Narrative transitivity v. Narrative intransitivity
Identification v. Estrangement
Transparency v. Foregrounding
Single diegesis v. Multiple diegesis
Closure v. Aperture
Pleasure v. Un-pleasure
Fiction v. Reality


1. Narrative straightforwardness (transitivity): one thing follows another, the construction is clear, one event builds upon the one before it. A causal chain: exposition, complication, resolution.

As opposed to: narrative intransitivity (gaps, elipses, digressions, episodic constructions, disjuncture, excess). Instead of a clear sequence, Godard provides intermittent flashes Later, he does away with story altogether and lets rhetoric (rather than narrative) be the constructive principle of the film. Reiteration, amplification, digression serve as crucial elements.

The hope is to disrupt the emotional spell of the narrative, to refocus the spectator's attention and allow for thought and reflection.

2. Identification: an emotional involvement with characters/stars in which the viewer finds psychological and emotional points of alignment in the onscreen action.

As opposed to: estrangement/distanciation/alienation (direct address to the spectator, multiple and contradictory characters, commentary). In Godard we find non-matching of voice to character, introduction of 'real' people to the fiction, characters who address the audience directly. In later films, the same voice is used for different characters.

Identification becomes impossible without unified characters to elicit and guide it. One cannot maintain motivational coherence when characters are incoherent, fissured, fragmented, multiple, and self-critical. The question shifts from "What happened?" to "What is this film for?"

3. Transparency: a seamless flow of images conceals the fact that the film is a construction, a fictional product, someone else's fantasy. The spectator becomes swept away and dragged into the narrative flow--and the dominant cinema employs a number of techniques to make certain that films do not call attention to their own workings in ways that might destroy the sense of illusion and the viewer's visual and narrative pleasure.

As opposed to: foregrounding of meaning production (making the work that goes into the production of a film apparent). In Godard's films, one sees the production of meaning, e.g., a camera is shown onscreen.
The film is marked and scratched. Film becomes a process of writing in' images (rather than a representation of the world); the image is given a semantic function within a genuine iconic code.

4. A homogeneous world (=single diegesis): everything that the audience sees belongs to the same world; even movements in time and space (such as flashbacks or changes of setting) are carefully signalled and located. The beholder gains access to a coherent and self-sustained world, one in which time and space have a consistent order and logic to them. The audience is made to feel, in other words, comfortable, at home in familiar surroundings.

As opposed to: multiple diegesis (heterogeneous worlds; the worlds we see on the screen are not coherent and integrated; different characters seem to be acting in different films). Godard often employs film-within- film devices in his early work. In Weekend we see characters from different epochs and from fiction come together; instead of a single narrative world, we have an interweaving and plurality of worlds. Not only do different characters speak differently, different parts of the film do as well.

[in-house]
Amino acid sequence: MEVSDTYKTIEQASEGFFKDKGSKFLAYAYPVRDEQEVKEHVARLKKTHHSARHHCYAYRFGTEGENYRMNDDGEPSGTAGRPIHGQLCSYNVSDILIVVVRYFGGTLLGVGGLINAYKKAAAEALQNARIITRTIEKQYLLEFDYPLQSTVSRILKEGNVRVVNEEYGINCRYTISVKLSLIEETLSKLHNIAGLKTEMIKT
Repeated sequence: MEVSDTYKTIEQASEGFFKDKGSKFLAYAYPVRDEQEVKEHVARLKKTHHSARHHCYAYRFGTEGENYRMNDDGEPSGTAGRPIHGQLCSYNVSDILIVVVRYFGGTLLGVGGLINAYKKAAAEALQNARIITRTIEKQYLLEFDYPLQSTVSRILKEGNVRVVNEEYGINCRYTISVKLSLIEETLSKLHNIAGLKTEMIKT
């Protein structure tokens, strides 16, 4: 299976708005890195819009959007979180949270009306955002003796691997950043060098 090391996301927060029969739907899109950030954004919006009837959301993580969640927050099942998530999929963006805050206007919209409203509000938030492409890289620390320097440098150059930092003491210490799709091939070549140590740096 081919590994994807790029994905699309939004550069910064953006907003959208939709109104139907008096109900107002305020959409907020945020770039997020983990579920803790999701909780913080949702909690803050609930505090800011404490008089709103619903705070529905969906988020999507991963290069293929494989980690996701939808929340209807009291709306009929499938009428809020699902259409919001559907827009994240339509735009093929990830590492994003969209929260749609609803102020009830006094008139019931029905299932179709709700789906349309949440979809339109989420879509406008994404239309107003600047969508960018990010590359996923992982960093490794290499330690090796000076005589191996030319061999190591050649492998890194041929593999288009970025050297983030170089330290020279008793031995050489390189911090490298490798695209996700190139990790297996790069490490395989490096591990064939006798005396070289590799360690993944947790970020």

5. Closure: dominant cinema means self-contained works of art, harmonized within certain generic boundaries. The film world exists on the screen and ends with the closing of the curtain.

As opposed to: aperture (intertextuality, allusion, quotation, pastiche, parody, self-consciousness, self-reflexity). Godard is an avid recycler.

He quotes with zeal, not just as a sign of eclecticism, but indeed as a guiding structural principle of his films. Polyphony is key here: Godard's own voice is drowned out by that of the many other voices that he quotes. The film can no longer be seen as the discourse of a single auteur; rather, it becomes a multiplicity of speaking voices. The text/film becomes an arena, a marketplace of competing discourses. The juxtaposition and recontextualization of discourses leads to a confrontation (not a unifying) of meanings.

6. Pleasure: the dominant cinema entertains and provides escape. It does not irritate; it is not meant to call the world into question. It seeks to satisfy paying customers, to give people "their money's worth." In that sense it is the function of a larger consumer culture, one drug among many which lulls, occupies, and pacifies the masses.

As opposed to: displeasure, boredom, dead or empty time, provocation, irritation. But a radical film praxis recognizes that one needs the pleasure principle as well as the reality principle to create desire. A revolutionary cinema has to operate at different levels: fantasy, ideology, science. Godard seems to be suspicious of the need for fantasy at all, except perhaps in the sado-masochistic form of provocation.

7. Fiction: actors wear make-up and act out a scripted story. They play roles and embody fictional characters; they are not themselves.

As opposed to: reality and the breakdown of representation, the attempt to show the true face of the world. Godard attacks fiction with a political motivation: fiction = mystification = bourgeois ideology. He is also troubled by the misleading and dissembling nature of appearances, the impossibility of reading an essence from a phenomenon's surface. He is obsessed with the problem of true speech and false speech, of theatrical speech. He distrusts actors who speak someone else's words. He shares the poststructural suspicious of language: we do not speak, language speaks through us. The logic would seem to be: fiction = acting = lying = deception = representation = illusion = mystification = ideology. For Wollen this is specious reasoning, for many reasons. Above all, the terms are not equivalent.